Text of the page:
How far can light travel on earth or in the atmosphere?

Or, if I want to be more specific, how far can one photon travel until it disintegrates?

I assume gravitational pull and other effects cause it to vanish after a while. Let's say a light beam or laser-beam that has many trillions of photons are shot some distance up from the atmosphere. So, the light rays makes a spotlight on the earth. (I.e. the light is shot in all directions.) Hence, makes a spotlight. If you were a flat earther, you would base your theories on this idea that the spotlight makes the illusion of a spherical earth.

Is there some math equations that knows approximately how far a packet of photons can travel in atmosphere?

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    $\begingroup$ Photons do not disintegrate. Some photons have traveled through space for billions of years! They do get scattered and/or absorbed by molecules in the atmosphere, however. $\endgroup$ – G. Smith Jul 16 at 4:40
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    $\begingroup$ This part is not clear to me: "Lets say a light beam or laser-beam that has many trillions of photons are shot some distance up from the atmosphere. So, the lightrays makes a spotlight on the earth." Is the source of this light beam on the ground or in the sky? Which direction is it aimed at? $\endgroup$ – PM 2Ring Jul 16 at 7:41
  • $\begingroup$ The center of the lightbeam is somewhere up in the sky, directed towards earth. $\endgroup$ – Natural Number Guy Jul 16 at 15:49

It depends on your definition of light. Radio waves are a form of light, and some optically visual photons from the early universe are redshifted to radio wavelengths by the time they reach us. So how far can photons travel in the Earth's atmosphere? About half way around the world, surprisingly enough. In space, and in the atmosphere, photons usually travel in a straight line, but are sometimes steered off course by gravitational fields. The Earth's gravitational field is too slight to bend light rays to any significant degree, but they obviously have to be bent to reach the other side of the world. There is an ionised layer of the atmosphere between 50 and a hundred miles up called the Heaviside layer, which reflects radio waves and enables them to follow the curvature of the Earth, but so far as I know they can only get about halfway around before being too attenuated to be of further use.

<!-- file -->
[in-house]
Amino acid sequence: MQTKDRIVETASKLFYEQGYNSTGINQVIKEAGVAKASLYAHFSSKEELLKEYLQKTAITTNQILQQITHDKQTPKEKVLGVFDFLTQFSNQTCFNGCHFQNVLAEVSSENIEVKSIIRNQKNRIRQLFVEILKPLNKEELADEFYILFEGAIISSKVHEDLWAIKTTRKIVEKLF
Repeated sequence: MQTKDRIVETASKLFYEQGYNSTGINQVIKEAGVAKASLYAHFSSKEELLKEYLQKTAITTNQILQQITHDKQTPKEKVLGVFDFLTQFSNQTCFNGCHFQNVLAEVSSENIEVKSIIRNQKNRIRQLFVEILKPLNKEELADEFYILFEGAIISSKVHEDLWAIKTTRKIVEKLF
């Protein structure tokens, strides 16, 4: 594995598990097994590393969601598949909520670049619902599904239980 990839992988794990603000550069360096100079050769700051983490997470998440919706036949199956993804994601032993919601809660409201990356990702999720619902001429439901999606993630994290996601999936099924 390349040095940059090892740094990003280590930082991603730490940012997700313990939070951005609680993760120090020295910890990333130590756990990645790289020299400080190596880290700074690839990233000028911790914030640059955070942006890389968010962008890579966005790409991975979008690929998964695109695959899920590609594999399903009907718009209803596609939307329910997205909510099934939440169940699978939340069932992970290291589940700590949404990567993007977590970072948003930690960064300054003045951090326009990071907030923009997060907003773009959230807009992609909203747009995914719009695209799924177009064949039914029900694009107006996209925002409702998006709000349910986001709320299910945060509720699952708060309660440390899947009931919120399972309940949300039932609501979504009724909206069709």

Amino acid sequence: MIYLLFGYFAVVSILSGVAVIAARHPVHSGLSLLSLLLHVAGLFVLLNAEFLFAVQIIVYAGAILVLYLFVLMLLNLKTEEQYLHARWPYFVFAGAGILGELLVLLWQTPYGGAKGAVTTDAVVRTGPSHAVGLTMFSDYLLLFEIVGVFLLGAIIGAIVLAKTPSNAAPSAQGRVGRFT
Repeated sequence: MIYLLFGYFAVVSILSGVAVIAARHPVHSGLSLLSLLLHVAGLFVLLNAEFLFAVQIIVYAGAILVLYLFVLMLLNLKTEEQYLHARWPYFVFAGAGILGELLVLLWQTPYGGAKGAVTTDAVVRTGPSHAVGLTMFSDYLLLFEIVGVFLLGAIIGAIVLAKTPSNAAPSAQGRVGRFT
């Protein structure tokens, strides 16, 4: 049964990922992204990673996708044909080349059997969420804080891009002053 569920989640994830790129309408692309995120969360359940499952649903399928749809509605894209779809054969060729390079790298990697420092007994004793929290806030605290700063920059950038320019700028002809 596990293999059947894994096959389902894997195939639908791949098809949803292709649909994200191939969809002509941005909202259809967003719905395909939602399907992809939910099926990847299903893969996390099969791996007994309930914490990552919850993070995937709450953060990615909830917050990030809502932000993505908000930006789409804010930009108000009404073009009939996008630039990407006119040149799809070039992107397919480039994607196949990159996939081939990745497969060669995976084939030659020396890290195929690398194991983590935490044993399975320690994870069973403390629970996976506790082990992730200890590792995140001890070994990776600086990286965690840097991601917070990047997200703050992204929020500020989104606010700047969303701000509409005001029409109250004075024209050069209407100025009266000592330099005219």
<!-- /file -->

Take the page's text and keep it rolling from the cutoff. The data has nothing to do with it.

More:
Photons are elementary particles in the SM.

When a photon interacts with an atom, three things can happen:

  1. elastic scattering, the photon keeps its energy and changes angle

  2. inelastic scattering, the photons keeps part of its energy and changes angle

  3. absorption, the photon gives all its energy to the atom

There are two cases:

  1. visible light

Now when in your case, the light you shoot interacts with the atmosphere, all three happen. Most of the photons will have Rayleigh scattering (elastic scattering), that is what gives the sky its blue color. Some photons will scatter inelastically, or be absorbed, thus heating the atmosphere.

  1. non-visible light

The ionosphere is what decides between low and high frequency EM waves. Low frequency radio waves can travel around the Earth, because the ionosphere reflects them back. Hich frequency EM waves will travel through the atmosphere. These can make it to infinite distances, if they do not interact with anything else.


The fact the we can see the sunrise shows that visible light can travel very far through the atmosphere. Twice that distance is about the longest distance that light would be able to travel inside earth's atmosphere due to the radius of the earth. The fact that lunar eclipses are red shows that (red) light can travel that distance through earth's atmosphere.

Now, that fact that light is reddish when we see the sunrise also tells us that light can be scattered by the atmosphere (same reason why the sky is blue). Blue light is scattered more readily than red light, through a process called Rayleigh scattering.

Light can also be absorbed. The amount of absorption also depends on the wavelength. Visible light is not absorbed very much, but when you go to infrared or ultraviolet light then you find absorption bands in the atmosphere.

Photons do not "disintegrate," because they do not consist of other particles. They are absorbed by charged particles, in which case they completely disappear. They can be re-radiated however.


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